3. JonGl Says:

    The fact that this is not Apple or that it has gone through a soap opera of drama will have nothing to do with its failure. The reason is very simple, and is also the reason why even an Apple tablet will fail, IMO. It’s in the article, but most people will simply overlook it:

    “Still, while holding it with one hand and navigating the web with the other, I could tell that my wrist would complain after a relatively short usage time.”

    A tablet just isn’t the best way to deal with a computer. Sure, there will those of us geeks who will use it, and overlook the strain on the wrist, etc. (Hey, I used a Newton for 10 years! I know all about that.) But for common people, the inability to rest it on your lap, like a laptop, with a hinged screen, will just take away any potential appeal. At 12 inches, this guy is huge! The iPhone and other small devices win in this area, simply because they can be held in the hand, and disappear. This tablet, on the other hand, is just too big to balance in or on the palm, and will always be tugging down, and there is that wrist strain. This is the deal killer for all tablets. I don’t see how to overcome it! And if you want to write, it is worse than trying to write on a clipboard or paper notebook, because of the weight (and cost) of the electronics. I just don’t see these things ever taking off, unless we can somehow overcome physics, or the limitations of silicon. Personally, I long for the day, but I don’t hold out any hopes. I’m sure I would buy a tablet (but not the JooJoo–I have no desire to take sides in this battle, so will just stay out of the fray) despite the inherent weaknesses, if it worked well enough, but I also know I’m in the minority. :-)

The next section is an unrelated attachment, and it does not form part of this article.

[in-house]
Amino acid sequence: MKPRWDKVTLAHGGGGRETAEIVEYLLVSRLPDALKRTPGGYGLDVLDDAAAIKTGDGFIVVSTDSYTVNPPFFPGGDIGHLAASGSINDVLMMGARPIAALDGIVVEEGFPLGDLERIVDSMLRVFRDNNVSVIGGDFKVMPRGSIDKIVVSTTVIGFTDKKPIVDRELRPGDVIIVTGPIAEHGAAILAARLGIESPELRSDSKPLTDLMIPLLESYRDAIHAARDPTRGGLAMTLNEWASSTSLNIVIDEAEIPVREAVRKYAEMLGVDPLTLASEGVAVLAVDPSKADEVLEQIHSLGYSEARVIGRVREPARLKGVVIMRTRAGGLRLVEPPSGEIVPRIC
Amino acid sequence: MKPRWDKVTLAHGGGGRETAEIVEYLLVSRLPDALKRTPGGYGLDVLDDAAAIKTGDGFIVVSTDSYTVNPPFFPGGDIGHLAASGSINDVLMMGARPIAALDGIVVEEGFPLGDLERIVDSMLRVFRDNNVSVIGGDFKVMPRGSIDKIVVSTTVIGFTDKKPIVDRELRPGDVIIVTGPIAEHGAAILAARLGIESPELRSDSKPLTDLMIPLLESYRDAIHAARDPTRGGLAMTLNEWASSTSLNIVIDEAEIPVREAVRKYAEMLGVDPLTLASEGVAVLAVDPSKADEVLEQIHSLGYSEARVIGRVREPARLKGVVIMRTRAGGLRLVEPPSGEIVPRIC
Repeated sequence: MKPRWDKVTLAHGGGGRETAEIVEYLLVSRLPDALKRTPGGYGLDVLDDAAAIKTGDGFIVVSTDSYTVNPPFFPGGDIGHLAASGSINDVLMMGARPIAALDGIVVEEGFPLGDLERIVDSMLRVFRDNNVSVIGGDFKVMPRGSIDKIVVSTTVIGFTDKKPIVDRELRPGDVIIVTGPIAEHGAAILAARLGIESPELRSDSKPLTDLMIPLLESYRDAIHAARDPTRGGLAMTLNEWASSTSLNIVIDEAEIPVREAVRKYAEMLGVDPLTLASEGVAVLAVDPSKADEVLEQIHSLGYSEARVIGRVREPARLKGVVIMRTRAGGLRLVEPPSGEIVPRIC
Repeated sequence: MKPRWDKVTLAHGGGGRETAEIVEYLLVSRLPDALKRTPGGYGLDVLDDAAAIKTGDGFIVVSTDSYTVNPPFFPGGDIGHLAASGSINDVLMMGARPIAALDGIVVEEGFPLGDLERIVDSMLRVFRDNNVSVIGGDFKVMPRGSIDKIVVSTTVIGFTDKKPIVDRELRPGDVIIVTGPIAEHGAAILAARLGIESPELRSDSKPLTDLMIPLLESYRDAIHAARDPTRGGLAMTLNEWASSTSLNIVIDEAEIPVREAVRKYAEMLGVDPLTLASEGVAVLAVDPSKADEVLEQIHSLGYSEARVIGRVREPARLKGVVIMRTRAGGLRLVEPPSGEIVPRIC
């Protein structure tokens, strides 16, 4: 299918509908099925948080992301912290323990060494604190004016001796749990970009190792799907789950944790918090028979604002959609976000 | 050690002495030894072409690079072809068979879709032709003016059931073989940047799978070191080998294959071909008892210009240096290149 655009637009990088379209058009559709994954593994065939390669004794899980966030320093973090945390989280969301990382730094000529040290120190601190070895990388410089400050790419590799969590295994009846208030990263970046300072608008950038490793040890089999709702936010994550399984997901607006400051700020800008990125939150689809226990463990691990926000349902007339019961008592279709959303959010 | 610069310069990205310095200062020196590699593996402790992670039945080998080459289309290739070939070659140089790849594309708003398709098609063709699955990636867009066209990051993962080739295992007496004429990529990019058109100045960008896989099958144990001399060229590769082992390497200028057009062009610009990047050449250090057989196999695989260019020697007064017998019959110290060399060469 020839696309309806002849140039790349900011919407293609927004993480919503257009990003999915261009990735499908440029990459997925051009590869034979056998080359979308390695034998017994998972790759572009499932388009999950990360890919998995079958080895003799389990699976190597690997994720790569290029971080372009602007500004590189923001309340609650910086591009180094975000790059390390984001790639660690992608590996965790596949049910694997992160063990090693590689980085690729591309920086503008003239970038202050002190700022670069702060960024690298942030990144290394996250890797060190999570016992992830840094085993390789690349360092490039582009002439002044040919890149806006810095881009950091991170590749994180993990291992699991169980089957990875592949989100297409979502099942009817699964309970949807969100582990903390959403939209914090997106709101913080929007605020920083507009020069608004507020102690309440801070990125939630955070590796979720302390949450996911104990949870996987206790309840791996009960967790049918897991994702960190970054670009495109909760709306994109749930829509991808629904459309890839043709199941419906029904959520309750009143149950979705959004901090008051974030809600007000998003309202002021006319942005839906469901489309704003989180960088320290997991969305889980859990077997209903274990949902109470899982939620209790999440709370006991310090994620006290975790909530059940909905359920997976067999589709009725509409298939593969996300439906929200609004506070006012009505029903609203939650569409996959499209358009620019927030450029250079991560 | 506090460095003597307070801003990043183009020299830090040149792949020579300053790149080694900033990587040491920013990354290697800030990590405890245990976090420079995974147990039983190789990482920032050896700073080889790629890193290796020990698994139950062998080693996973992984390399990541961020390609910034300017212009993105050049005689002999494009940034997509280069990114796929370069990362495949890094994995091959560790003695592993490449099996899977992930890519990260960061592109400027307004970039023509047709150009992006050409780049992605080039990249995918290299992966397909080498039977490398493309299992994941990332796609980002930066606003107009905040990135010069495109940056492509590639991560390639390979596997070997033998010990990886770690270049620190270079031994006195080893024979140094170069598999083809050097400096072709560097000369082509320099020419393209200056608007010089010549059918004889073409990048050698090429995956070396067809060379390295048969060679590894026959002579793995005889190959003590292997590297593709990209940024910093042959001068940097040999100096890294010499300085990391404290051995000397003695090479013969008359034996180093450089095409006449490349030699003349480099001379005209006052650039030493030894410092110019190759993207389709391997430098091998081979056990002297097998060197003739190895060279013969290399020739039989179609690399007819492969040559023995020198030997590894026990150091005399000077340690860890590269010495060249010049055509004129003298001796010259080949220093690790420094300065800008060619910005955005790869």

-Jon

  4. Confuzzled Says:

    This thing is so damn close to being perfect it’s maddening.

    I can understand a web OS only, but would a compact Unix flavor really add to the cost?

    Why no integrated bluetooth to eliminate the need for more then the single USB port? Bluetooth keyboard and mouse combos, with the USB port being occupied by my thumb drive.

    Why no RF “pen” with palm rejection to put one in every college kids hands?

    Is there going to be online storage?

    Why does no one in the CE industry understand the point of a cheap, small, tablet as the best friend a college student can have? Etext book reader, note taker, web browser and email machine. Not to mention all of the other professional applications something like this could present for a variety of professions.

    An A for effort, but so far, the execution gets a D+. So much wrong with the potential for so much more.

    This from someone who loosely followed the crunchpad debacle with Arrington so I’m giving it a fair shake.

  5. Fanfoot Says: